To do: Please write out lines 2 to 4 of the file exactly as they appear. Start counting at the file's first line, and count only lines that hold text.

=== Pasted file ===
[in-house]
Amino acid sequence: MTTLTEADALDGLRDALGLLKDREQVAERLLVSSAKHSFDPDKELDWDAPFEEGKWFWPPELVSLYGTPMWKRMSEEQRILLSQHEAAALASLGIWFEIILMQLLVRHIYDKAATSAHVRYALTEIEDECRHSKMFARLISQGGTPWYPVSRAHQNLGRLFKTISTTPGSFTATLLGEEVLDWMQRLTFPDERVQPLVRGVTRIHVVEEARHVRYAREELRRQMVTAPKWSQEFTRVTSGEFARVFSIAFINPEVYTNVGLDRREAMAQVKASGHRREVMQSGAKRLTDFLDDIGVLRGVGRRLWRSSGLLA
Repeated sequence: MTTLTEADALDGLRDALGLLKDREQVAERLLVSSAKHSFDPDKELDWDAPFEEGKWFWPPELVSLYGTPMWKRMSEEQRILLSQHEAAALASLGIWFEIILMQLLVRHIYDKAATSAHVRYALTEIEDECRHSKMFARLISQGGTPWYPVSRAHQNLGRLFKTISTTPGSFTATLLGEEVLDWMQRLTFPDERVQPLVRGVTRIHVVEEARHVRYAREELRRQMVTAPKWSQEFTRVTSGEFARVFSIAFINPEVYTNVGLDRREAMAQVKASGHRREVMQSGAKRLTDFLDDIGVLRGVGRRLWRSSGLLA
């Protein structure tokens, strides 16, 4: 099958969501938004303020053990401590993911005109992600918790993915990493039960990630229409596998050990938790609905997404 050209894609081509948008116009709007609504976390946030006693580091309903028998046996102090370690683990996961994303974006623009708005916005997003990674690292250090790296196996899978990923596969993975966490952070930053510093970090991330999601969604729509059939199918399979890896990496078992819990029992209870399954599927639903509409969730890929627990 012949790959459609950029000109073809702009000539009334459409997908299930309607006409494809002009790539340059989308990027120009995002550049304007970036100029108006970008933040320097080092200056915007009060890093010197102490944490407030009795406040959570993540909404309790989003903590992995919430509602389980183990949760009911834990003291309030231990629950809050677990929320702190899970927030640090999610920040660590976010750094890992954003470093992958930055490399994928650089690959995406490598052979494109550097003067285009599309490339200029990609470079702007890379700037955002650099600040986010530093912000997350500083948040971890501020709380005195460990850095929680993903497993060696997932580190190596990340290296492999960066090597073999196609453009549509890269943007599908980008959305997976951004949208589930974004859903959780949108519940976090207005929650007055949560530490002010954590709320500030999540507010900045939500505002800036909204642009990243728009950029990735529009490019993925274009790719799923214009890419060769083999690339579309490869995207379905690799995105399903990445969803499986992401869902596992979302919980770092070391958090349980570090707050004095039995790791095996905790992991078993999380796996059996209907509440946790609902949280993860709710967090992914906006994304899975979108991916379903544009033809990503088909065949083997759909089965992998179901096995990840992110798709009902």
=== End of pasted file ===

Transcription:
Amino acid sequence: MTTLTEADALDGLRDALGLLKDREQVAERLLVSSAKHSFDPDKELDWDAPFEEGKWFWPPELVSLYGTPMWKRMSEEQRILLSQHEAAALASLGIWFEIILMQLLVRHIYDKAATSAHVRYALTEIEDECRHSKMFARLISQGGTPWYPVSRAHQNLGRLFKTISTTPGSFTATLLGEEVLDWMQRLTFPDERVQPLVRGVTRIHVVEEARHVRYAREELRRQMVTAPKWSQEFTRVTSGEFARVFSIAFINPEVYTNVGLDRREAMAQVKASGHRREVMQSGAKRLTDFLDDIGVLRGVGRRLWRSSGLLA
Repeated sequence: MTTLTEADALDGLRDALGLLKDREQVAERLLVSSAKHSFDPDKELDWDAPFEEGKWFWPPELVSLYGTPMWKRMSEEQRILLSQHEAAALASLGIWFEIILMQLLVRHIYDKAATSAHVRYALTEIEDECRHSKMFARLISQGGTPWYPVSRAHQNLGRLFKTISTTPGSFTATLLGEEVLDWMQRLTFPDERVQPLVRGVTRIHVVEEARHVRYAREELRRQMVTAPKWSQEFTRVTSGEFARVFSIAFINPEVYTNVGLDRREAMAQVKASGHRREVMQSGAKRLTDFLDDIGVLRGVGRRLWRSSGLLA
């Protein structure tokens, strides 16, 4: 099958969501938004303020053990401590993911005109992600918790993915990493039960990630229409596998050990938790609905997404 050209894609081509948008116009709007609504976390946030006693580091309903028998046996102090370690683990996961994303974006623009708005916005997003990674690292250090790296196996899978990923596969993975966490952070930053510093970090991330999601969604729509059939199918399979890896990496078992819990029992209870399954599927639903509409969730890929627990 012949790959459609950029000109073809702009000539009334459409997908299930309607006409494809002009790539340059989308990027120009995002550049304007970036100029108006970008933040320097080092200056915007009060890093010197102490944490407030009795406040959570993540909404309790989003903590992995919430509602389980183990949760009911834990003291309030231990629950809050677990929320702190899970927030640090999610920040660590976010750094890992954003470093992958930055490399994928650089690959995406490598052979494109550097003067285009599309490339200029990609470079702007890379700037955002650099600040986010530093912000997350500083948040971890501020709380005195460990850095929680993903497993060696997932580190190596990340290296492999960066090597073999196609453009549509890269943007599908980008959305997976951004949208589930974004859903959780949108519940976090207005929650007055949560530490002010954590709320500030999540507010900045939500505002800036909204642009990243728009950029990735529009490019993925274009790719799923214009890419060769083999690339579309490869995207379905690799995105399903990445969803499986992401869902596992979302919980770092070391958090349980570090707050004095039995790791095996905790992991078993999380796996059996209907509440946790609902949280993860709710967090992914906006994304899975979108991916379903544009033809990503088909065949083997759909089965992998179901096995990840992110798709009902």